• Welcome to Talking Time's third iteration! If you would like to register for an account, or have already registered but have not yet been confirmed, please read the following:

    1. The CAPTCHA key's answer is "Percy"
    2. Once you've completed the registration process please email us from the email you used for registration at percyreghelper@gmail.com and include the username you used for registration

    Once you have completed these steps, Moderation Staff will be able to get your account approved.

Documentaries, Docu-Series, and other Non-Fiction


"This is not my beautiful forum!" - David Byrne
(Hi Guy)
Man, I used to have the biggest capacity to binge the Discovery Channel, the History Channel, Animal Planet, and (sometimes) TLC. I probably still would too if they hadn't all turned into My 600lb Ice Road Pawn Shop Restoration Pickers & Co.

No offense to you if that's your jam, but I want to see stuff like...

How It's Made

Mail Call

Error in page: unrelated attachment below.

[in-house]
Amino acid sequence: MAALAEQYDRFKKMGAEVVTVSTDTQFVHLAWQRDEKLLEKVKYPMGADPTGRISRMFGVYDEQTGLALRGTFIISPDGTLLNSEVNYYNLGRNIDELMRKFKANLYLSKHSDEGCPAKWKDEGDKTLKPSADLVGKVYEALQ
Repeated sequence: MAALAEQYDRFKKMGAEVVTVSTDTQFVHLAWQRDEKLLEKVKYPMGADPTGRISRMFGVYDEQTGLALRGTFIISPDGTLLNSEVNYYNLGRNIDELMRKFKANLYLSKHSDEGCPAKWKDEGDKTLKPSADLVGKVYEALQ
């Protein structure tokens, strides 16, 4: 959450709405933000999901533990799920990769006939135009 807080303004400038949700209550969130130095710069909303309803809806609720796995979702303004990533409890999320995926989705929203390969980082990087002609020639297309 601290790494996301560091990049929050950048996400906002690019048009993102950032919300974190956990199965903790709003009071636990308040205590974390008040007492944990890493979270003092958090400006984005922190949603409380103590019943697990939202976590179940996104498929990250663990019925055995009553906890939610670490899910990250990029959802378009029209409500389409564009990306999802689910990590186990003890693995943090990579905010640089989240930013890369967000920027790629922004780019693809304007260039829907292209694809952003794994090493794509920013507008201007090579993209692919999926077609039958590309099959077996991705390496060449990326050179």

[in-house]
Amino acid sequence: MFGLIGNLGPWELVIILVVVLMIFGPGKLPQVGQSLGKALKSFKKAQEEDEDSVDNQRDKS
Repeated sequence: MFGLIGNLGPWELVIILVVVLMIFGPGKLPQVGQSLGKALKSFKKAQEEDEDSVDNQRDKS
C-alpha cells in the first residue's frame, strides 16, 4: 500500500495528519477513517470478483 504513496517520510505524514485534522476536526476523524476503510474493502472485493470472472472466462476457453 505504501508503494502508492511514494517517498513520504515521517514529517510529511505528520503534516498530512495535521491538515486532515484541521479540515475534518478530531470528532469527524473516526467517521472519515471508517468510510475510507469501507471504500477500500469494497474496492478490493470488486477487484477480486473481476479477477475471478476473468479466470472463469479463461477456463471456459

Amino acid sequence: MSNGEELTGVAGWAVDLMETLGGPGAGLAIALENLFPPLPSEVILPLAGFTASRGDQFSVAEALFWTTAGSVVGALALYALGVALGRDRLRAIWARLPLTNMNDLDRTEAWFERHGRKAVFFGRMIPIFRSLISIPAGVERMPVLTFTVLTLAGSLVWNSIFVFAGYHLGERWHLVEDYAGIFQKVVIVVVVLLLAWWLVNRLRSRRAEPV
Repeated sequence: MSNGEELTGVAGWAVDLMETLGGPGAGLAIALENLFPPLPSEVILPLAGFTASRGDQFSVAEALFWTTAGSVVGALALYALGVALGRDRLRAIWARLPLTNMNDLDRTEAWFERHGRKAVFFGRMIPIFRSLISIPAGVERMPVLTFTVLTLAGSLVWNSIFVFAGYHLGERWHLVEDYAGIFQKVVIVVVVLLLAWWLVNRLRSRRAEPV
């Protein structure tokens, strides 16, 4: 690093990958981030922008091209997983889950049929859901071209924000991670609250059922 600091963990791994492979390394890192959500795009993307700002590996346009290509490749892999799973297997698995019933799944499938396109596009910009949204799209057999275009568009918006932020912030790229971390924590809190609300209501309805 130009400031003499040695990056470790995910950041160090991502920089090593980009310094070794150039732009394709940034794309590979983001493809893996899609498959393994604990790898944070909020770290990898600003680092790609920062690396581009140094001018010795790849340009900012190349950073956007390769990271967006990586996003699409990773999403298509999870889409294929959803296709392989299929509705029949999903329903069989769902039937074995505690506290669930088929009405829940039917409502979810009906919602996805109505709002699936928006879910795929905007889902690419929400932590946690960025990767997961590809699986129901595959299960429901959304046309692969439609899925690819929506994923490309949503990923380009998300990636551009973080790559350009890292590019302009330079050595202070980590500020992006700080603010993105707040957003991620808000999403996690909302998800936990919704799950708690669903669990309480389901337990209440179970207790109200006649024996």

Modern Marvels

Most Extreme

Whatever One-Off Historical Documentaries Were On

As luck would have it, the History's been adding a steady stream of their back catalog to their Youtube Channel, which I have been happily enjoying.

So anyway, this is the all purpose non-fiction television / streaming / Youtube / whatever thread. Talk about specials you remember watching, cool documentaries you've seen, and where to look for more currently produced media in this sort of vein.


Defunctland has evolved from a dude talking about old theme park rides on YouTube to an awesome documentary series on YouTube focused on children’s entertainment. I love their whole Jim Henson series, with each episode using a different TV show Henson made or produced as a framing device.

Johnny Unusual

I watched a few of the Henson ones and really liked it.

About a week ago I watched a documentary on Netflix about the history of Martial Arts movies called Iron Fists and Kung Fu Kicks. Its got a lot of the cheeseball pop-editing you expect from things about pop entertainment (for example "The Toys That Made Us" which is a fun watch but lays it one a little thick) and it doesn't always work (you can tone down the editing even more when discussing Bruce Lee's death, guys. I mean, it was more somber, but you can do better). Despite that, I found it informative into the genre, its evolutions and its global influence, particularly in American black culture. I think it might have been better as a mini-series, though, as I feel a lot of the subjects are worthy of deeper dives and though the last five minutes is about a Nollywood martial arts movie, Nollywood is such its own thing I feel an episode is needed to unpack what it is.